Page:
New articles on HSH.com will help answer your questionsby Tim Manni
Can my homeowners association really foreclose on my home?
Unfortunately, the answer to that question is “yes.”
Homeowners associations (HOAs) have a history of foreclosing on owners to collect relatively small sums of money. For example, in one California study, the median amount owed in HOA foreclosures was just over $2,000; in all other cases it was over $190,000. One family even lost their home because of a $120 HOA arrearage! Learn how to avoid an HOA foreclosure and how to sidestep the ways some HOAs use to try to take your home.
There are many laws in place to protect homeowners from foreclosure by their lenders or other claimants. Borrowers are protected from mortgage lenders foreclosing with bankruptcy proceedings, through homesteading, and through forced mediation in many states. But HOAs don’t face these same restrictions. (Read more)
If I’m refinancing my mortgage, what does my lender owe me?
As a mortgage refinance customer, you are entitled to understand exactly what you are getting into, assistance in selecting the best mortgage products, efficient and respectful service, and accurate disclosure of loan terms. This article will tell you three important things that your lenders owes you when you refinance. (Read more)
Can I appeal my HAMP denial?
One of the most frustrating things about applying for a HAMP loan modification is the uncertainty. You look at the Making Home Affordable website and go through the checklist and realize that you definitely qualify. But it’s your servicer that makes the final decision to modify your mortgage — or not. If you have been denied for a HAMP modification, do you have any other options? Is it possible to appeal your denial?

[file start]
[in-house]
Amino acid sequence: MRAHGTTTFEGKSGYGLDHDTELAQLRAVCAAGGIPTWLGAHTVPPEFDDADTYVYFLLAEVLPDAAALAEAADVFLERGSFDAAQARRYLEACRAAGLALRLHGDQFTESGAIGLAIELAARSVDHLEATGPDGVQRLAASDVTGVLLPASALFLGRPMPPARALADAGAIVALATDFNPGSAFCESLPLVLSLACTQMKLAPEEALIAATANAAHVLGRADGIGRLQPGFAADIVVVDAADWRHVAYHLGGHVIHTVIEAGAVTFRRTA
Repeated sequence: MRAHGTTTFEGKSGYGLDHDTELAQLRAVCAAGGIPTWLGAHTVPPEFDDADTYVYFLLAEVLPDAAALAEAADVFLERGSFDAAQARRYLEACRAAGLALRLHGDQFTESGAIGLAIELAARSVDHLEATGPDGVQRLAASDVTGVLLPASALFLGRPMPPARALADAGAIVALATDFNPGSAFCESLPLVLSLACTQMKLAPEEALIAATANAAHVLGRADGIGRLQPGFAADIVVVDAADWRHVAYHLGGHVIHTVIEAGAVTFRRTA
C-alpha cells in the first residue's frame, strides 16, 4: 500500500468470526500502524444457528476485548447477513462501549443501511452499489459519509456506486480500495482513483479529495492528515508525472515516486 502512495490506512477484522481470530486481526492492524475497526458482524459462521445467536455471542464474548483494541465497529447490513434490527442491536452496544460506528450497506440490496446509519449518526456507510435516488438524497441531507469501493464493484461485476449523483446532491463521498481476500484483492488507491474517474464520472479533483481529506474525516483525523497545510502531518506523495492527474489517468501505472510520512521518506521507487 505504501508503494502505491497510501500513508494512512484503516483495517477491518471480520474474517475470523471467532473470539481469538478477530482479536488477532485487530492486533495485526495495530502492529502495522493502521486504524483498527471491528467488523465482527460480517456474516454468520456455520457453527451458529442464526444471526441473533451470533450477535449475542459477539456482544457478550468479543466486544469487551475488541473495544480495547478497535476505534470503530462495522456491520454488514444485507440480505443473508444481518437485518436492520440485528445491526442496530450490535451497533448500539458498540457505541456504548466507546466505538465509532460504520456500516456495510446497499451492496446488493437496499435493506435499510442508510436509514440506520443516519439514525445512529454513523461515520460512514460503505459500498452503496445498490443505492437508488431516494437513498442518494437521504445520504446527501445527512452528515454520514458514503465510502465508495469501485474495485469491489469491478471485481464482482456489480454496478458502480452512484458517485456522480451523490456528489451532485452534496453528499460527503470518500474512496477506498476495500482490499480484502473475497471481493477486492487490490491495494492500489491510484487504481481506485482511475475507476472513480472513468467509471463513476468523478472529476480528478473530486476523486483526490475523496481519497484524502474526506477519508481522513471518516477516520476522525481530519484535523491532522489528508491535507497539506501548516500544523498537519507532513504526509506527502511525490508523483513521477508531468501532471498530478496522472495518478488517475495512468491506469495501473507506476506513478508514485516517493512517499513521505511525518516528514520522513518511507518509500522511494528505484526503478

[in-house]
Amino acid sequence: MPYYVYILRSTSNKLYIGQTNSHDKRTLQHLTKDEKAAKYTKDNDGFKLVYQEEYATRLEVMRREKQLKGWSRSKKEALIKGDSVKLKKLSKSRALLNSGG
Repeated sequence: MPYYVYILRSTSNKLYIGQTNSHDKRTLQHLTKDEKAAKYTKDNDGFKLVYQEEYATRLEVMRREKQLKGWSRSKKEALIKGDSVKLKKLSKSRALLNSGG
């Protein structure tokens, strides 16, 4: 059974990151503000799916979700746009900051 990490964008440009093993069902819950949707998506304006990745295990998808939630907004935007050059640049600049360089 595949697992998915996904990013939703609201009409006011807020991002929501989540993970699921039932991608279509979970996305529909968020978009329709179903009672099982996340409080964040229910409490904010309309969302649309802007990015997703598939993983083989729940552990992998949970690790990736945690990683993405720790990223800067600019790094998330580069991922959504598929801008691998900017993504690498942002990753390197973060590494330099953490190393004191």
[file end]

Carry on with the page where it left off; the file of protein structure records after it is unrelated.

Experts across the board have maintained that HAMP needs a formal appeal process. The Treasury Department claims it is working on one. This article will help you find out what you can do about a HAMP denial, and what programs are available if you have been declined. (Read more)
What do I need to know before I finance a condo?
Should friends let friends buy condos? While condominiums took the brunt of home value loss in many places across the country, they also represent some of the biggest bargains around. Here’s what you should know before shopping for a condominium and a condo loan.
For most people, buying a condo means financing a condo. In today’s lending environment, financing a condo is not an easy accomplishment. Learn what’s required for a condominium loan so you don’t waste your time on units you can’t finance or even afford. (Read more)
Can a home equity loan help me get rid of my debt?
If you have more debt than you can handle, you may be able to qualify for a home equity loan to consolidate your payments and lower your interest cost. You may even be able to use the home equity proceeds to settle your debt altogether.
Too many people manage their money from paycheck to paycheck; spending everything they earn but still managing to maintain a decent credit rating. But life has a way of throwing unforeseen things your way that can throw your whole system out of balance. If you’re lucky, there is some warning — you know that big medical expense is going to eventually end up in collections, that soon you won’t be able to make the minimum payment on your credit cards, or that your mortgage rate is going up and that means less money for other bills. It’s important to take action before your finances go down the toilet. It’s time to set up a home equity loan or line of credit before things go seriously wrong.
If your debt gets out of hand, a home equity loan can be used to consolidate your higher interest debt, making payments more manageable. But if that’s not enough, it can also be used to make debt go away entirely. (Read more)